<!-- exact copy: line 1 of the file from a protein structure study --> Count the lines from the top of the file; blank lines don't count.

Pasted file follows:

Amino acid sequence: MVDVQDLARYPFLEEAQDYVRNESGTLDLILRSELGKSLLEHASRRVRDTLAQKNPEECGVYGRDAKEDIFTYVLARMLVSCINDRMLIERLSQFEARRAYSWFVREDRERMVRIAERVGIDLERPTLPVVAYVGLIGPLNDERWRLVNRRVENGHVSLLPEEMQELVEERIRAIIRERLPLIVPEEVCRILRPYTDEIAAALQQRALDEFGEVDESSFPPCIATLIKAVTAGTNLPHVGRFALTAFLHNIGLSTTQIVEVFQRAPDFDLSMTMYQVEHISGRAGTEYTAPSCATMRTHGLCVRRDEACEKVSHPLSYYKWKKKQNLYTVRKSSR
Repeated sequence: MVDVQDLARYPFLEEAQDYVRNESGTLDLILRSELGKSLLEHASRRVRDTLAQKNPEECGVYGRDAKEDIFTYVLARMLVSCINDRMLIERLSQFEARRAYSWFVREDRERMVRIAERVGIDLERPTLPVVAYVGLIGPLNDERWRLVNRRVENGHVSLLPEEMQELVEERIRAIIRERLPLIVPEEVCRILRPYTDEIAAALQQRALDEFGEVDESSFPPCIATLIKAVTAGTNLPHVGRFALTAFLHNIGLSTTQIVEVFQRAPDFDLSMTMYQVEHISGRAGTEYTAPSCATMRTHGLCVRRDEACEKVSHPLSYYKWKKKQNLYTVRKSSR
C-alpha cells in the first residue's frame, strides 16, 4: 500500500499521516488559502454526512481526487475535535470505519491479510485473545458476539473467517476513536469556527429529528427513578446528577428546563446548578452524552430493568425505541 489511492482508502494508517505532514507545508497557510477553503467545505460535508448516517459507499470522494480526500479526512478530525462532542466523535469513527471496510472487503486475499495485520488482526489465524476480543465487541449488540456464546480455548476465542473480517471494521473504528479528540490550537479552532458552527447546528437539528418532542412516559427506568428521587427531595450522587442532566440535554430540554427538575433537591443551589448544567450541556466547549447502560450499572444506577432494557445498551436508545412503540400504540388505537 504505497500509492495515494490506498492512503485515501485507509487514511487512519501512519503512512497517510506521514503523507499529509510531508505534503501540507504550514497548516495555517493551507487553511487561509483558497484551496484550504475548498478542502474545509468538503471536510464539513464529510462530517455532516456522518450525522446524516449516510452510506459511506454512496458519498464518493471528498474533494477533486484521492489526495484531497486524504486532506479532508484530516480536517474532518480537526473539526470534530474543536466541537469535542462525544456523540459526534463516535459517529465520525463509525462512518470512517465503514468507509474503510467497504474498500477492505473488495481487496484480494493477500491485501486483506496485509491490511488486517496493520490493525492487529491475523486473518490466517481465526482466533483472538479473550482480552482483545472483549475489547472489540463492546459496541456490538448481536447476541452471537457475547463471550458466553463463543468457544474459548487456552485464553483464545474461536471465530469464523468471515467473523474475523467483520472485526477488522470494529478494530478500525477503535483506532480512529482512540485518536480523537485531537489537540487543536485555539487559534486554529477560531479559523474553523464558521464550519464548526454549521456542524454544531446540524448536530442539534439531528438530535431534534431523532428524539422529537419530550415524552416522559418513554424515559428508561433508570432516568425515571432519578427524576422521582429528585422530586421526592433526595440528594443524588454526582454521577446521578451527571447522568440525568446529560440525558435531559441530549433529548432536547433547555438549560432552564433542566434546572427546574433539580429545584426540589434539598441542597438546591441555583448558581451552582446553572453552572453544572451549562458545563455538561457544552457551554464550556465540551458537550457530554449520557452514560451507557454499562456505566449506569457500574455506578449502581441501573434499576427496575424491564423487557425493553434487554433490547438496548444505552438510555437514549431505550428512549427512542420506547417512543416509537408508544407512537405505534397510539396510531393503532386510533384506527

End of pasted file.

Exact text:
Amino acid sequence: MVDVQDLARYPFLEEAQDYVRNESGTLDLILRSELGKSLLEHASRRVRDTLAQKNPEECGVYGRDAKEDIFTYVLARMLVSCINDRMLIERLSQFEARRAYSWFVREDRERMVRIAERVGIDLERPTLPVVAYVGLIGPLNDERWRLVNRRVENGHVSLLPEEMQELVEERIRAIIRERLPLIVPEEVCRILRPYTDEIAAALQQRALDEFGEVDESSFPPCIATLIKAVTAGTNLPHVGRFALTAFLHNIGLSTTQIVEVFQRAPDFDLSMTMYQVEHISGRAGTEYTAPSCATMRTHGLCVRRDEACEKVSHPLSYYKWKKKQNLYTVRKSSR